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A little interesting about space life.
The name moon jellyfish is purely descriptive. They are named for the most prominent part of their anatomical makeup, their large disk or full moon shaped bell. They can be further distinguished by the four horseshoe-shaped gonads at the center of their bell. These reproductive organs resemble the craters found on the moon. These fish are very popular as pets because they are transparent and will appear to glow in whatever color is shined through them. They look particularly stunning in an aquarium with an LED fader system set up in it. Another point in their favor is that their stinging cells do not produce enough pressure to pierce human skin. In the wild, a moon jelly's life cycle is limited to one year form start to finish. In captivity they can easily live up to three years. These jellies can grow up to one foot in diameter.
and here is another
There is also a famous farmer's manual called the Maine Farmers Almanac, which was used to record the weather and moon phases. The first full moon of the month was recorded in red on the due date and the second full moon of the month, recorded in blue. This could be the first modern day origin of the term. When there are two full moons within a calendar month, in modern times the second full moon of the month is referred to by meteorologists and astronomers as a blue moon. This only occurs once every 33 months. Not that rare really. The last one was in July 2004 and the next after today's will not grace us with its presence until December 2009. Hence the term, "Once In a Blue Moon".
Europa, is a fascinating, frigid little world. It is one of the four Galilean moons, discovered in January 1610 by the great Galileo Galilei when he was gazing up into the night sky with his small, primitive "spyglass". The other Galilean moons, the weird sisters of Europa, are Io, Ganymede, and Callisto.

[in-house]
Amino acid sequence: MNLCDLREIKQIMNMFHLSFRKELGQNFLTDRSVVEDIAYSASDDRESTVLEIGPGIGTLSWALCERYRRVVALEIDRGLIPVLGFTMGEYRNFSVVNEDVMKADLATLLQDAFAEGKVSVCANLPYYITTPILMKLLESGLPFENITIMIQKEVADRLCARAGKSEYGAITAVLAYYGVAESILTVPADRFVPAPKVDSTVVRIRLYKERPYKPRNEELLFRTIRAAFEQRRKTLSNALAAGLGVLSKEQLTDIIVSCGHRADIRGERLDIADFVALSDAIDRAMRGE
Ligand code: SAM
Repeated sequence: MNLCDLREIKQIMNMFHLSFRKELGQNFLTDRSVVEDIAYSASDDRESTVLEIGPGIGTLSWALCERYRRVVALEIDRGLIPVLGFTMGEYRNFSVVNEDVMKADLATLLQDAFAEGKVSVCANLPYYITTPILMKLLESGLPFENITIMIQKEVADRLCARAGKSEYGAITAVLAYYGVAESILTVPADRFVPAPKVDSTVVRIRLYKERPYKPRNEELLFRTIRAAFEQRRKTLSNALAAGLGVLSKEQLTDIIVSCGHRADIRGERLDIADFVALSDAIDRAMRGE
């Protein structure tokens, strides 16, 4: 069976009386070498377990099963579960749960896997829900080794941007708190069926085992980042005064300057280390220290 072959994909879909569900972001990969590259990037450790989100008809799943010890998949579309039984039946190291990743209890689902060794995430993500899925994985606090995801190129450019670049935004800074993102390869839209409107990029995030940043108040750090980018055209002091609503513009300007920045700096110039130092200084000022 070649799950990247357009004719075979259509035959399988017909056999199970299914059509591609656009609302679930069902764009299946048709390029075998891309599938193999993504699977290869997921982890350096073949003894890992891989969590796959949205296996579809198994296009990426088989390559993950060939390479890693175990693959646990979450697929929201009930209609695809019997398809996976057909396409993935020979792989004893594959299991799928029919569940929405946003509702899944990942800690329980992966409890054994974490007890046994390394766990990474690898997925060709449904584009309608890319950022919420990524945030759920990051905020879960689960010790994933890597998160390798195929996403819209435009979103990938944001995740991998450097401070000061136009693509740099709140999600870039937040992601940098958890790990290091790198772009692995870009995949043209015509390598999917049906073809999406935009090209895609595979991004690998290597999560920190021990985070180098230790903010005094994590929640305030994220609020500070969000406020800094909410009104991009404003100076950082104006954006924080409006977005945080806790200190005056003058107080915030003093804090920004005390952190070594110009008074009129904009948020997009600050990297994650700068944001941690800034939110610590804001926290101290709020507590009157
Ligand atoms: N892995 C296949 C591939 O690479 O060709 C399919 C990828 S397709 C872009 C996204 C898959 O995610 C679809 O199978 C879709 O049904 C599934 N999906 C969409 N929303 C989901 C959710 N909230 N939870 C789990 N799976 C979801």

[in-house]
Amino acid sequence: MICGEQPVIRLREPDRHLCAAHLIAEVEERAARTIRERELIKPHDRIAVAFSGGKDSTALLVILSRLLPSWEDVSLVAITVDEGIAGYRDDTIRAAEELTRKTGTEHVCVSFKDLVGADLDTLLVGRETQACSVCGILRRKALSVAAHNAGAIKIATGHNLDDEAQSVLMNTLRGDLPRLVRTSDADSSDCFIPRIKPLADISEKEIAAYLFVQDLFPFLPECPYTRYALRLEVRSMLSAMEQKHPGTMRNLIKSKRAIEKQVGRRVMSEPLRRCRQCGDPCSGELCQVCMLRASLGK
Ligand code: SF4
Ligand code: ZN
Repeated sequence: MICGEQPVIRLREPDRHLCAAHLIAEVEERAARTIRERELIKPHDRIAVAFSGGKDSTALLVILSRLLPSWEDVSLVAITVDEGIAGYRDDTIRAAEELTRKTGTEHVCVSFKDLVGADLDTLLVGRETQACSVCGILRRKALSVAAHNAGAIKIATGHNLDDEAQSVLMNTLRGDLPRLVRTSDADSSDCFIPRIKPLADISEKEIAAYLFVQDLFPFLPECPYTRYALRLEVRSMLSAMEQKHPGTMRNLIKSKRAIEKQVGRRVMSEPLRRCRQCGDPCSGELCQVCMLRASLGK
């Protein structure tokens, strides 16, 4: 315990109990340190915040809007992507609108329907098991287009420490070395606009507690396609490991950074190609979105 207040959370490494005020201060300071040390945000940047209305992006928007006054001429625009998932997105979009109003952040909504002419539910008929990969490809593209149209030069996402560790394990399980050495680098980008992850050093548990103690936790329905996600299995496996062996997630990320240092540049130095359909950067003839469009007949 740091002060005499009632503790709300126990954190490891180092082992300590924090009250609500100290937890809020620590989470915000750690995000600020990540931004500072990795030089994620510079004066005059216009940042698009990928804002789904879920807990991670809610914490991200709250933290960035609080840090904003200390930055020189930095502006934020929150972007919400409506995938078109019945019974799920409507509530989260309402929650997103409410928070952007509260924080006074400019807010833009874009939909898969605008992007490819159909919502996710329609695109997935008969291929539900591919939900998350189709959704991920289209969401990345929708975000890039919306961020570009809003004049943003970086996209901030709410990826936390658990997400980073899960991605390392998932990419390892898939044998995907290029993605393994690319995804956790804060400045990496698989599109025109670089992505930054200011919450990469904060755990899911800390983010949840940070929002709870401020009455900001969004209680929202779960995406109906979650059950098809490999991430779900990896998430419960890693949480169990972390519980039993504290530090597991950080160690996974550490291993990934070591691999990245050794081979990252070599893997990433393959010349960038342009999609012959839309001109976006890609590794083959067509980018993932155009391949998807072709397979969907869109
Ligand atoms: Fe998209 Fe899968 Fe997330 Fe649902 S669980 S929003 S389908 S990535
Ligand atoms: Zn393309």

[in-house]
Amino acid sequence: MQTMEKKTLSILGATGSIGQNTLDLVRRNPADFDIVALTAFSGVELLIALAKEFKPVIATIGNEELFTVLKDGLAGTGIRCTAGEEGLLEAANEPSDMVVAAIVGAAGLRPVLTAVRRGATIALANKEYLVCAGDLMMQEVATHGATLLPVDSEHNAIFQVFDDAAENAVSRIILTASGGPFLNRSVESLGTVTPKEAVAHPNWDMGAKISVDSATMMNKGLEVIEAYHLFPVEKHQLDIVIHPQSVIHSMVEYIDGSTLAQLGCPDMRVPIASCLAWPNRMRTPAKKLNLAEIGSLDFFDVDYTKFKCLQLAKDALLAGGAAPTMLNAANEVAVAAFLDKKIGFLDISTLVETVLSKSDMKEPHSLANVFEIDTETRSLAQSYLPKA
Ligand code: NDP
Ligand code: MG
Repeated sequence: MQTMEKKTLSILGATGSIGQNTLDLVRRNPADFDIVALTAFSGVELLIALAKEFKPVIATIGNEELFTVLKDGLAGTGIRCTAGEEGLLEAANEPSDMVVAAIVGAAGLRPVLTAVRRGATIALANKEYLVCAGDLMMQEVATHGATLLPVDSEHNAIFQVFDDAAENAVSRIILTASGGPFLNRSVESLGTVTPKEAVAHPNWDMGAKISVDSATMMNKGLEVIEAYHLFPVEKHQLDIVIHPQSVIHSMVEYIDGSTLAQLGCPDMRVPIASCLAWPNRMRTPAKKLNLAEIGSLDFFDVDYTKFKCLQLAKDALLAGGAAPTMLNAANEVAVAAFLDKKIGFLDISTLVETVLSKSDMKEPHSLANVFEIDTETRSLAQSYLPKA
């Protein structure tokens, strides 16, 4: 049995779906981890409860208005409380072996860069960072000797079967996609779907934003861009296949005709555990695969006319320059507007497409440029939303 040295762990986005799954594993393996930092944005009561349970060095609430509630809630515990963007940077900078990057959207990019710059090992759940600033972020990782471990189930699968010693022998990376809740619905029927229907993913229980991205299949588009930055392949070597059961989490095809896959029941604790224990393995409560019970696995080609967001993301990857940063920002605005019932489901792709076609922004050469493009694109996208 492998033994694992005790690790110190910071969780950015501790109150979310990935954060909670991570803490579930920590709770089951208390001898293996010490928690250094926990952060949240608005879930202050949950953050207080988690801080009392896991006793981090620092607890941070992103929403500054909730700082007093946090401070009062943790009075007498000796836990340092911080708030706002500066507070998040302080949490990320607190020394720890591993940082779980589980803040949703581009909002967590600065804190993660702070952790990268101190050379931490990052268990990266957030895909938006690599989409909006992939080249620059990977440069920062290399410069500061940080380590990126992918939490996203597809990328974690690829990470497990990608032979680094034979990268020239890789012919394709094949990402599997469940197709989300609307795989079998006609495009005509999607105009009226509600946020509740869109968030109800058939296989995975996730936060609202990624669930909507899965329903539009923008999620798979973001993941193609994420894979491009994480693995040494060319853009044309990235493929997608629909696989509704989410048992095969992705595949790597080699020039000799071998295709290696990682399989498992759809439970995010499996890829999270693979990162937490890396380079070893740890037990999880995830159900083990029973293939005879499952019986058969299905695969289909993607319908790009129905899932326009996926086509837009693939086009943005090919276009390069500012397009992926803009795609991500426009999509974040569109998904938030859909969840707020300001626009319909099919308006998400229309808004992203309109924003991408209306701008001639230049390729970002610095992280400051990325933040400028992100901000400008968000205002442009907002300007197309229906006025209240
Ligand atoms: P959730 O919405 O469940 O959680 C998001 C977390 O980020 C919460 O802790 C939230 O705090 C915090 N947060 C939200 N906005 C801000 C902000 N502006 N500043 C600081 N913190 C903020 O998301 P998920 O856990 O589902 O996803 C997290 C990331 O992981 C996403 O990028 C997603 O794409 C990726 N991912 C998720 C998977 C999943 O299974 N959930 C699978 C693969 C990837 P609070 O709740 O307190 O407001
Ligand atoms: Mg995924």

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Earth's Moon is a brilliant, beguiling, bewitching companion world. The largest and brightest object in our planet's night sky, it has for eons been the source of wild magical tales, myths, and poetry--as well as an ancient symbol for romantic love. Some traditional tales tell of a man's face etched on its bright surface, while still others whisper haunting childhood stories of a "Moon Rabbit". Lovely, ancient, and fantastic stories aside, Earth's Moon is a real object, a large rocky sphere that has been with our planet almost from the very beginning, when our Solar System was first forming over four billion years ago. But where did Earth's Moon come from? In April 2014, a team of planetary scientists announced that they had pinned down the birth date of the Moon to within 100 million years of the formation of our Solar System, and this new discovery indicates that Earth's Moon was most likely born about 4.47 billion years ago in a gigantic collision between a Mars-sized object and the primordial Earth.
In addition, this new study weakens certain theories that some planetary scientists suggest as explanations for the formation of other rocky, terrestrial planets like Venus and Mars, Dr. Jacobson believes.
In 2010 and 2011, the French astrophysicists devised their model to explain how the moons of Saturn were born. They based their findings on data derived from the Cassini probe--that is investigating the Saturn-system--and on numerical simulations. The team found that Saturn's bewitching rings, which are slender disks composed of tiny chunks of gleaming ice surrounding the giant planet, gave rise to the icy moons. This happened because the rings spread as time went by--and when the rings attained a critical distance from the planet (termed the Roche limit), their ends melded together and created small worldlets that broke off and floated away. In this way the rings created the icy moons orbiting Saturn.